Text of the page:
A Western University team might have spotted six exomoons lurking in old astronomical data.
The find, if confirmed and published in a peer-reviewed journal (it is currently awaiting publication), would be an exciting one. There are something like 4,000 exoplanets – or planets outside our solar system – found since the 1990s. But exomoons remain an elusive target, and none have been confirmed yet. And that’s not for a lack of trying.
Exomoons are small, making them hard to spot in telescopic data. Usually planets are spotted by looking at the amount of light they block from a star, or how much of a tug on the star they produce by gravity during planetary orbits. Exomoons, being so much smaller, hardly show up in this data. Some tentative finds have been discussed over the years, but nothing found for sure.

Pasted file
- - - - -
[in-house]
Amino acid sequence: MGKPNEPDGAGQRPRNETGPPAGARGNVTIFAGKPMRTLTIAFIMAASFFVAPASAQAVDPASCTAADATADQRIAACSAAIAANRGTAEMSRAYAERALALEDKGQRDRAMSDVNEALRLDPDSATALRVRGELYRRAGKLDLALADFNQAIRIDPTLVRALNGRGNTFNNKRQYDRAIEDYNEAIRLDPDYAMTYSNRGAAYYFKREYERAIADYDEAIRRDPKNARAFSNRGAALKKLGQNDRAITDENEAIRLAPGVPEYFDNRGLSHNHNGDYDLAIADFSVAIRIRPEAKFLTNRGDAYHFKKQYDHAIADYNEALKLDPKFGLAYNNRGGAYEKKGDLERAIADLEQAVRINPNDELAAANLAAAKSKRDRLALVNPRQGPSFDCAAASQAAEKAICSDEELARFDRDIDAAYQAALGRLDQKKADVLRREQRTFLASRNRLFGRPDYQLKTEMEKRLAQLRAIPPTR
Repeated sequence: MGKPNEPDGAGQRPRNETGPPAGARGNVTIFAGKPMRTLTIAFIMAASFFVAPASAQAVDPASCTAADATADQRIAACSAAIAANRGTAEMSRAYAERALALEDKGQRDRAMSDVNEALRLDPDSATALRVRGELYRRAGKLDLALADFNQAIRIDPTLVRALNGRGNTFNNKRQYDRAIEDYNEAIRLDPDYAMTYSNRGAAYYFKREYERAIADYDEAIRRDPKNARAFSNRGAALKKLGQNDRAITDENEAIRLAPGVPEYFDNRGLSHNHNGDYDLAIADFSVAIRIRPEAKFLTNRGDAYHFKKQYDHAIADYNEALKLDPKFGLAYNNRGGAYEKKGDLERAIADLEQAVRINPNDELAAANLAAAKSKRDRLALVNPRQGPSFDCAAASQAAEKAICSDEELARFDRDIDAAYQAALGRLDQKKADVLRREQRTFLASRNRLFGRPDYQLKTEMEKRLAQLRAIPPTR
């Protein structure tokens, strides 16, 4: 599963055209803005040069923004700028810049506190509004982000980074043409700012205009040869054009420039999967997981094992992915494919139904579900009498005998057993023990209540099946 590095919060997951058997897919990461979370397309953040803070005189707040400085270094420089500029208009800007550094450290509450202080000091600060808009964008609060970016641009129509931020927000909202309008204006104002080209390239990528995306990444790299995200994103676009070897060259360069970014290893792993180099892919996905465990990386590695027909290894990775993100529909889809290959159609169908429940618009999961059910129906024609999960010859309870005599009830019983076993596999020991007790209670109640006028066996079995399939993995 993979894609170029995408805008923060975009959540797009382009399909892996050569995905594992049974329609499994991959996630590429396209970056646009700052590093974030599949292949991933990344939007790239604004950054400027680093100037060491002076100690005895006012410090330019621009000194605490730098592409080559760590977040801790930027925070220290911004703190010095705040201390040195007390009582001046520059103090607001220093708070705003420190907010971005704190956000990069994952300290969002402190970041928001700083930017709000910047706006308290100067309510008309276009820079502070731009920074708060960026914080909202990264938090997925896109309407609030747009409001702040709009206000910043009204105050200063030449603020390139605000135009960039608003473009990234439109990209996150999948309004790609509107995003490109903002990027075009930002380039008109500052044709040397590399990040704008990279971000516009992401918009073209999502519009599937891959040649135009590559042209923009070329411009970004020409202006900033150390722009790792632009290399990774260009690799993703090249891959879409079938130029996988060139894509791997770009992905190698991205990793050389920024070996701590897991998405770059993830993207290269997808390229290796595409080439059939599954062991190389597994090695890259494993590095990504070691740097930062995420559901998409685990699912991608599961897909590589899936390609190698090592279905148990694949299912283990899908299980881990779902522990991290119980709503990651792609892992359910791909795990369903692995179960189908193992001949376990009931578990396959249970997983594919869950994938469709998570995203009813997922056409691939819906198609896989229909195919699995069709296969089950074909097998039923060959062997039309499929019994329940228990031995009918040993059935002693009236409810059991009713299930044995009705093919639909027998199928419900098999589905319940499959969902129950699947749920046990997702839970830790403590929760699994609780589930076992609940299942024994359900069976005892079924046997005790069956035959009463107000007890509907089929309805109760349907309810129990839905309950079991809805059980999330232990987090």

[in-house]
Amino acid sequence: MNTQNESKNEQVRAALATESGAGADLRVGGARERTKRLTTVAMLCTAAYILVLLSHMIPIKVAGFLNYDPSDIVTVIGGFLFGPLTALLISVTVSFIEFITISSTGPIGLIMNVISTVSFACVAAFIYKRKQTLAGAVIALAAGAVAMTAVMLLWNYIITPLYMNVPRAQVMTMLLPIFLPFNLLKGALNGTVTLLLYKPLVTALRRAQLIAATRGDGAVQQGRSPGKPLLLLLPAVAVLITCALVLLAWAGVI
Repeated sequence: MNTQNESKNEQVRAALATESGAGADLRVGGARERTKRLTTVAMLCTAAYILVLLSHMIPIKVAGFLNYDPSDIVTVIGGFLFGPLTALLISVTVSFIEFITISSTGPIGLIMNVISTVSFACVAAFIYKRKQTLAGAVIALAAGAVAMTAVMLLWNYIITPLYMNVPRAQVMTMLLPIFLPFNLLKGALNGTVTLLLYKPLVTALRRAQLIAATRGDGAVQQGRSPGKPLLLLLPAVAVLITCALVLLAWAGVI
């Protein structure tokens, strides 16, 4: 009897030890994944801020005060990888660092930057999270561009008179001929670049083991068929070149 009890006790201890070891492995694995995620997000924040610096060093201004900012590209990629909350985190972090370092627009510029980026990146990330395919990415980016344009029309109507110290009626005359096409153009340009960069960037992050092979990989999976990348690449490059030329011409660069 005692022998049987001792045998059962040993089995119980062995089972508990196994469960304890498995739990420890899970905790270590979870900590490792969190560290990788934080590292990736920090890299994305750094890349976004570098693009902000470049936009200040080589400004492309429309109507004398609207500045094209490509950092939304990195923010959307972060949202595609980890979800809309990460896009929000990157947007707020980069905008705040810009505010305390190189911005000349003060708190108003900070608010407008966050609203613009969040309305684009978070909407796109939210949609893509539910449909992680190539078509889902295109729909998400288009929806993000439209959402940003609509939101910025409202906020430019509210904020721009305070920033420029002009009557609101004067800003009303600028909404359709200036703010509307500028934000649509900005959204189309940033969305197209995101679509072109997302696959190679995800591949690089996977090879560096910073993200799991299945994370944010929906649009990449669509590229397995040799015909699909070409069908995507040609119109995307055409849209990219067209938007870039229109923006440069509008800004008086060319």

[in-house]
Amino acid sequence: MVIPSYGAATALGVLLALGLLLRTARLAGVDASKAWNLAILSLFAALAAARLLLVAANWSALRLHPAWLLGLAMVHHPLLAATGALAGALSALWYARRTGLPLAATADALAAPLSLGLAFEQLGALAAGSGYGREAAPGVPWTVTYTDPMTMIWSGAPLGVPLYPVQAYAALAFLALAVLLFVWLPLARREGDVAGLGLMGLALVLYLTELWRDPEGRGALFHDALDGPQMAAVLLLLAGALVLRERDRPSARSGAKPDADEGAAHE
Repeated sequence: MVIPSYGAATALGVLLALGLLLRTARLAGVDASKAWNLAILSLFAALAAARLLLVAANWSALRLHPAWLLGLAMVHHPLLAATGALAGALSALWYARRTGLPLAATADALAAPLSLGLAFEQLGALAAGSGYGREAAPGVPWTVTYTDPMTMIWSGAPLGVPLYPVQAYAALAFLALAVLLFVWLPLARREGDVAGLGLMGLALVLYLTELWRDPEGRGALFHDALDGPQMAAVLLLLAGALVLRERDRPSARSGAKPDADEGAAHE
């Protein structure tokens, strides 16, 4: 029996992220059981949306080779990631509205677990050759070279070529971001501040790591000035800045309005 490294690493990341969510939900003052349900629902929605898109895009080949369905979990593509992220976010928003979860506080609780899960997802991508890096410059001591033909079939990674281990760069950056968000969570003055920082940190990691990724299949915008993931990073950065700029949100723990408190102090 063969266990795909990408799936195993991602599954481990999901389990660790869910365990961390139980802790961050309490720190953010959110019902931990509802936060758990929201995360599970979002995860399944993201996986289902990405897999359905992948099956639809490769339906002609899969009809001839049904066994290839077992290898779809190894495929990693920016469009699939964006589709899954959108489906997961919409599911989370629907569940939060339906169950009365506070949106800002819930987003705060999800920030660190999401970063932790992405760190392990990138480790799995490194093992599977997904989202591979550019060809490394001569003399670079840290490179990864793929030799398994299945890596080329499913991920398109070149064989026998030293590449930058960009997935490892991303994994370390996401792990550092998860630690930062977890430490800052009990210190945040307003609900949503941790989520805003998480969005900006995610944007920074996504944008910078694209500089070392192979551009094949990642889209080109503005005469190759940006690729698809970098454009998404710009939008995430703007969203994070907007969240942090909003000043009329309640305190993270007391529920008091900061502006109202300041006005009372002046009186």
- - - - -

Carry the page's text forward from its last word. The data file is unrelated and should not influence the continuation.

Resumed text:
But the Western team says they might have the key in looking at old NASA Kepler space telescope information. Kepler was optimized to look at planets orbiting distant stars, performing its mission between 2009 and 2018 (when it ran out of fuel). So far astronomers have found something like 2,300 planets in the Kepler data – and more may come with further study.
The key in spotting the potential exomoons came from looking at a metric known as “transit timing variations” – or how much change there is between when a planet is supposed to pass across a star, and when it actually does. In theory, the subtle gravitational tug of a moon may slightly disturb the orbit of its parent planet. That gravitational disturbance could alter the planet’s orbit in its path around the parent star, but only by a few minutes.